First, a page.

Martin, age 33, has made a name for himself throughout his career for shooting well from three-point range (38.5 percent) and for drawings fouls and getting to the free throw line frequently. Martin’s per game numbers are down this season, but just last season he averaged 20 points, 3.2 rebounds, and 2.3 assists per game, while shooting 39.3 percent from distance and 44.2 percent from the field.

Martin has averaged just 21.4 minutes this season and his shooting percentages have dropped off. However, Martin could be a nice addition for any team in need of a scoring-wing who can space the court. Martin’s defense is problematic, but there’s no doubt he is a scoring threat that opposing defenses will have to account for.

Andre Miller –

On Thursday night, the Minnesota Timberwolves announced that they had finalized a buyout with Andre Miller.

Miller, age 39, is a steady-handed floor general with a ton of experience. He isn’t much of a shooter and is limited in what he can do physically at this point in his career. But Miller’s game has never been dependent on athleticism and if a team is in need of an experienced point guard, there aren’t many players, if any, out there with more experience than Miller

In 26 games with the Timberwolves this season, Miller averaged 3.4 points and 2.2 assists per game.

Update: According to Shams Charania of The Vertical, Miller has committed to signing with the San Antonio Spurs.

Chris Copeland –

The Milwaukee Bucks waived Copeland to clear a roster spot to add Steve Novak, who was bought out by the Nuggets, who acquired Novak in the deal that sent Randy Foye to the Oklahoma City Thunder.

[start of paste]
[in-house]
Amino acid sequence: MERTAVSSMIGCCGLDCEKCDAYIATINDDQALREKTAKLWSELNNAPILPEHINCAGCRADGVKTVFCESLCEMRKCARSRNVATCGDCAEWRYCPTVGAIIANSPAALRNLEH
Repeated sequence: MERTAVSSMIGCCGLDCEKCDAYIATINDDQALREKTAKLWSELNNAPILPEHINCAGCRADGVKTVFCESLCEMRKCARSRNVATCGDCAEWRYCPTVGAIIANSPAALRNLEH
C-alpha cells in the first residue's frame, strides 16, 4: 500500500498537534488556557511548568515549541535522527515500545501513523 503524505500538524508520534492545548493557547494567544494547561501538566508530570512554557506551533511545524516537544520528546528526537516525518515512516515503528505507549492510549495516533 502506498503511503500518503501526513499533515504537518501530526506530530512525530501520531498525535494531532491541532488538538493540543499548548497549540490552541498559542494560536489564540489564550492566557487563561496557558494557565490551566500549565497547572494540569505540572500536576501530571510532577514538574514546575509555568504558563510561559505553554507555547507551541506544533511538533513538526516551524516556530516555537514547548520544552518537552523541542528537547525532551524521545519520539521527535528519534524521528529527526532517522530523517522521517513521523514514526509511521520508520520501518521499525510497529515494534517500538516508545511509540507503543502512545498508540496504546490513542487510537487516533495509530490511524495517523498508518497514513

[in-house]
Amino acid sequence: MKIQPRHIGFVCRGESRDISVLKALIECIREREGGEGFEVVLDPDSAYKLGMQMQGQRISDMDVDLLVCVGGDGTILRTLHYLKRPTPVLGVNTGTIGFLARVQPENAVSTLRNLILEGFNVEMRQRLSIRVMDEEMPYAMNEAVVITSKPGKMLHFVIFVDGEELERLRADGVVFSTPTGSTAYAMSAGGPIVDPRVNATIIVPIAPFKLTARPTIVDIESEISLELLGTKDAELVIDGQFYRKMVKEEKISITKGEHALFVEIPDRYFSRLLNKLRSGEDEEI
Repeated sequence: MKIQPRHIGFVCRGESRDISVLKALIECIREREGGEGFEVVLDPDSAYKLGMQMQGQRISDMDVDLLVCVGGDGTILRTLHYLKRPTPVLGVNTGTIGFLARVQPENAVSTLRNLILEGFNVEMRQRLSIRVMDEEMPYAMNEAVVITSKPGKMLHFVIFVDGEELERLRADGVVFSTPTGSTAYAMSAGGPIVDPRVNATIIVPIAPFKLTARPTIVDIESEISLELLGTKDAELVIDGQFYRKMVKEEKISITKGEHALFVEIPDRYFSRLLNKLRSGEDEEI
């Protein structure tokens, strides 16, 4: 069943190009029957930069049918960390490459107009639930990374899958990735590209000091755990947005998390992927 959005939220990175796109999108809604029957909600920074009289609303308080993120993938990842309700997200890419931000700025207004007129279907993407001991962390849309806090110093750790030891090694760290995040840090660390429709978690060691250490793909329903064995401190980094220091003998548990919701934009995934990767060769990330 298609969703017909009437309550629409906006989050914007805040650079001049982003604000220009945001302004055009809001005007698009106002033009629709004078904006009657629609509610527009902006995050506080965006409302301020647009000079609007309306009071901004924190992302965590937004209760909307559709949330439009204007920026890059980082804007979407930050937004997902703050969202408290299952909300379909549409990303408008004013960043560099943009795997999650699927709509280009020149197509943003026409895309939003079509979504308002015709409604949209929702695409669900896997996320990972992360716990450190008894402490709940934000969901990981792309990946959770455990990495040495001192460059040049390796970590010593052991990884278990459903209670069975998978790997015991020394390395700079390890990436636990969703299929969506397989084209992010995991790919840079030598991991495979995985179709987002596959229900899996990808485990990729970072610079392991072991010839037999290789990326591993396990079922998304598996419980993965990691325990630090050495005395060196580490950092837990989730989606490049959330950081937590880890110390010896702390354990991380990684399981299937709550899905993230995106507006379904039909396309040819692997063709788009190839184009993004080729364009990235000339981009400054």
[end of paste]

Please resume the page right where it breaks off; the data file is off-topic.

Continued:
The Orlando Magic soon after claimed Copeland off free agency waivers. Copeland, age 31, has never put up huge numbers in his short NBA career. However, in his first two seasons, he shot over 40 percent from distance and is a 36.5 career three-point shooter.

Steve Novak –

Novak, age 32, can do one thing exceptionally well, and that’s shoot the long-ball. Novak is a career 43.1 percent three-point shooter. If there was ever a team that needed additional shooting to space the floor, it’s this year’s Milwaukee Bucks.

Jesse Blancarte is a Deputy Editor for Basketball Insiders. He is also an Attorney and a member of the Professional Basketball Writers Association.


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NBA Daily: The Golden State Warriors Need to Enter Rest Mode

With a bevy of injuries to their stars, the Golden State Warriors should rest up the remainder of the regular season to avoid any playoff letdowns.

Dennis Chambers



After a three-year-long run of dominating the NBA, the Golden State Warriors are showing some cracks in their armor.

Granted, those cracks aren’t a result of a botched system or poor play, but rather the injury bug biting the team in full force as they come down the regular season stretch.

First, it was Steph Curry and the ankle that’s bothered him all season — and for most of his career — when he tweaked it yet again on March 8 against the San Antonio Spurs. Golden State announced he would miss at least four games. Then it was Klay Thompson, who fractured his thumb three days later against the Minnesota Timberwolves — he’ll miss at least two weeks.